When I use that term, however, Vigalondo bristles at the phrase, and at the misconception (his word) that "elevating" something means "making it more grim, or just plain tragic." He continues, "I bring up the idea of dark and silly because that's what life is made of. Life is never completely dark, or completely silly, but you can find both every day in your life.

"For me," he elaborates, "elevating a film is just bringing it closer to reality; that's the whole thing. It's not about adding more complex semantics or making things with deeper shadows." Hey Warner Bros., you listening?

The film's relatively low budget also meant that the devastation — and make no mistake, people get hurt in this film — is personal and emotional, rather than city-sized. "I appreciate [destroying stuff] sometimes," Hathaway reflects, "but we've had so much of it that. I’m not knocking anyone, this is not by way of comparison, but I'm thrilled that we couldn't afford to destroy cities in this movie."

While Vigalondo says Colossal is meant to honor the monster movie tradition, he does want to stomp on some other film standards. This movie, he says, "is a comment on romantic comedies. We've been shown these movies since we were kids. Maybe she doesn't love you, but if you persist enough, you can win, you're going to get her. She's magically going to turn her perspective on you and see your charms. These stories say you're entitled to have the girl at the end as a trophy because — because you want her. She has no choice."

Though Gloria begins Colossal in a bad place, the film is all about giving her a choice. "She's stumbling along," Hathaway says, "as you do when you're in a struggle moment, but when it becomes real for her, she takes it really seriously." The film doesn't simplify the situation, either. "There’s room in the movie for Gloria to have mixed emotions about things she does," Hathaway explains proudly. "I love that."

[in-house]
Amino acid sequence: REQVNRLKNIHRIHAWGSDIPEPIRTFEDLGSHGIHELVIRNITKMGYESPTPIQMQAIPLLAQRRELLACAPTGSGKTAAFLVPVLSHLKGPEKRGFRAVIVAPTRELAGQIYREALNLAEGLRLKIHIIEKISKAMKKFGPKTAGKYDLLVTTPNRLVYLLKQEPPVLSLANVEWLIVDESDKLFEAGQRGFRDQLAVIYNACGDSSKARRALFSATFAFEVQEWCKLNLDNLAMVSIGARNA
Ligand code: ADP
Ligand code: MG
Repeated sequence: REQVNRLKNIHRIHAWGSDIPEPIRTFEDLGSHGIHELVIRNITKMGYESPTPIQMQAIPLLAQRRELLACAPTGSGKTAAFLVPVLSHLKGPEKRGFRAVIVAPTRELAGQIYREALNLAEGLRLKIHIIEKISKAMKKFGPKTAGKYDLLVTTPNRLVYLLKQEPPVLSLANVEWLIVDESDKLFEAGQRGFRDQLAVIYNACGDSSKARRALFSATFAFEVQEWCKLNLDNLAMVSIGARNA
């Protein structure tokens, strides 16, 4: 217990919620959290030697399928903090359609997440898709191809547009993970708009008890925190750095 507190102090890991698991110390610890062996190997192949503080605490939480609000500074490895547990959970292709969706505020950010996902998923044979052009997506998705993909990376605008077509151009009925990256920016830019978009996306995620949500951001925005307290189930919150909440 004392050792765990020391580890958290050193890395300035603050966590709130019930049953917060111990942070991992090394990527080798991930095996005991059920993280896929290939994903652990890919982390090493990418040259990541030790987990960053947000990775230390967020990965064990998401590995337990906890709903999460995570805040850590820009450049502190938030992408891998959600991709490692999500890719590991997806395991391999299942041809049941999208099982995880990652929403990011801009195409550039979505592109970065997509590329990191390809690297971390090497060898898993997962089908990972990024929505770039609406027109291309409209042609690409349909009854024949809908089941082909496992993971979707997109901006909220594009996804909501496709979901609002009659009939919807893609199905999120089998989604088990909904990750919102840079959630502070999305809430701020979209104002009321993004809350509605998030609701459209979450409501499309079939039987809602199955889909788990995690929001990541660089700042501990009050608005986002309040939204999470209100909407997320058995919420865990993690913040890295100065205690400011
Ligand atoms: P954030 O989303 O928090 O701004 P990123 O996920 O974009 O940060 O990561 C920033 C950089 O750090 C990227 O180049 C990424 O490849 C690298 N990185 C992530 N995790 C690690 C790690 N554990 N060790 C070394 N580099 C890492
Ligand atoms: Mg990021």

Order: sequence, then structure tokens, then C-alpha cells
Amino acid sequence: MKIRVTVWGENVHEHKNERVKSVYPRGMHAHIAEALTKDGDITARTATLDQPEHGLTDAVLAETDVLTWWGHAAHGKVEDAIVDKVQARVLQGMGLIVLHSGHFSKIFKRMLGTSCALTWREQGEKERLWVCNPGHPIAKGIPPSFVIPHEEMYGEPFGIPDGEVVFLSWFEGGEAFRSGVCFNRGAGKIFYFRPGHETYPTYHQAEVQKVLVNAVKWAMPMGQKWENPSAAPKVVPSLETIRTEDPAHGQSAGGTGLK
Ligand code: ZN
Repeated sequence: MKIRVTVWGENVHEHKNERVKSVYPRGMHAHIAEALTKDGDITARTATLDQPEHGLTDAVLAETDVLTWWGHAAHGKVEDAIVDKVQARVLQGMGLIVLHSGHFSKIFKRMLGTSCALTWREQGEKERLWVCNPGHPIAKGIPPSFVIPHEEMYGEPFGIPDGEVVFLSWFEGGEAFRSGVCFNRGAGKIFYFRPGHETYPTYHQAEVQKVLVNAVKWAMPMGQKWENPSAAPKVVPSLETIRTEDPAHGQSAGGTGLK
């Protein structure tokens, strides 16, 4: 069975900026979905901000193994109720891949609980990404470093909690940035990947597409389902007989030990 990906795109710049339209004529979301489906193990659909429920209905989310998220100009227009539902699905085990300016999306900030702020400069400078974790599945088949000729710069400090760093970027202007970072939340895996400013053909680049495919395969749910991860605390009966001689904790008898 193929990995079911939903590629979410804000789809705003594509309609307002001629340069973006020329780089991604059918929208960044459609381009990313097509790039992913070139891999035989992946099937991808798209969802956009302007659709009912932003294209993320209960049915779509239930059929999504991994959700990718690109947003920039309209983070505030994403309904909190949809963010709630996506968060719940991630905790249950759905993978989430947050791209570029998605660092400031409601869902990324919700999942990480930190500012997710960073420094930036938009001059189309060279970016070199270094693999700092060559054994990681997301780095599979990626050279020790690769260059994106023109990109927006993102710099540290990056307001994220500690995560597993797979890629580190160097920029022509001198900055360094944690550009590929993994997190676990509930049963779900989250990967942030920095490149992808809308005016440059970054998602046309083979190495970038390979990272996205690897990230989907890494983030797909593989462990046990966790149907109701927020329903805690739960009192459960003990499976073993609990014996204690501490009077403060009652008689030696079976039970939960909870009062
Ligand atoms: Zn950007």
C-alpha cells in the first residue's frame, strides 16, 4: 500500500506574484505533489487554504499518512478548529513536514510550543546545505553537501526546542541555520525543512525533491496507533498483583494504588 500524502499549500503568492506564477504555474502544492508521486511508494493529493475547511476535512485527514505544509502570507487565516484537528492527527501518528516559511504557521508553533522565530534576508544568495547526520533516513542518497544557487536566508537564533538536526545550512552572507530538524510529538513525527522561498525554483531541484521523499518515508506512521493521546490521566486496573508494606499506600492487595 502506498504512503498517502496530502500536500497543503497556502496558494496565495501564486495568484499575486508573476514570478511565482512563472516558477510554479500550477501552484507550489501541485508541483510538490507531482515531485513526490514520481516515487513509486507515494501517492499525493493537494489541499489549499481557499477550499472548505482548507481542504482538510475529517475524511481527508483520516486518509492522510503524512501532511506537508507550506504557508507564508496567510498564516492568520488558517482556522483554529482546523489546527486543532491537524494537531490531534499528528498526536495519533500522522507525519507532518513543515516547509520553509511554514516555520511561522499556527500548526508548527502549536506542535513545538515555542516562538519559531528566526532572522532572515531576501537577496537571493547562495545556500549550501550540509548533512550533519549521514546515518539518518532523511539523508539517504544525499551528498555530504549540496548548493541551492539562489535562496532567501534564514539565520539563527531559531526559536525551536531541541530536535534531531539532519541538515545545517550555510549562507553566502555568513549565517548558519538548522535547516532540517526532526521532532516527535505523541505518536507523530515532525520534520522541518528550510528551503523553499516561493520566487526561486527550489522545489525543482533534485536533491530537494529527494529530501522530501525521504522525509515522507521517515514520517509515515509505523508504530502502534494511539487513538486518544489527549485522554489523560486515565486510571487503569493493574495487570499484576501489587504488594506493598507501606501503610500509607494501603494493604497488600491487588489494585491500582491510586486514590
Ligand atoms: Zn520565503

Colossal's mix of monsters and emotion is unusual, but Vigalondo, Hathaway, and their conspirators achieve total escapism without sacrificing the impact of what the characters experience.

Asked about the film's oddly timely blend of genre and dissection of certain male-female relationships, Hathaway pauses. "I thought I was making a tiny 'for me' movie that four people, two of them my parents, were going to see. I thought this was going to be a creative rabbit hole movie. The fact that this is timely on some level thrills me." Then she laughs ruefully. "I wish it wasn't timely!"

But let's not get bogged down in the heavy emotional stuff. As the star exclaims, "Also, it's a monster movie!" She's right, and you're unlikely to see another movie this year where the big audience response is equally divided between monsters and closeups of an actor's expressions of horror and realization.

"You can go into the weeds with this movie," Hathaway notes, "and I'm someone who enjoys going into the weeds, so I love that." You probably know the get you a man who can do both meme, and it's perfect for Colossal. "If you just wanna see a Kaiju movie," says Hathaway, "it works as a Kaiju movie, but if you want to see a movie that holds a mirror up to aspects of our lives, this movie delivers."

Russ Fischer · Editor | Amanda Penley · Art | Elmar van der Watt · Design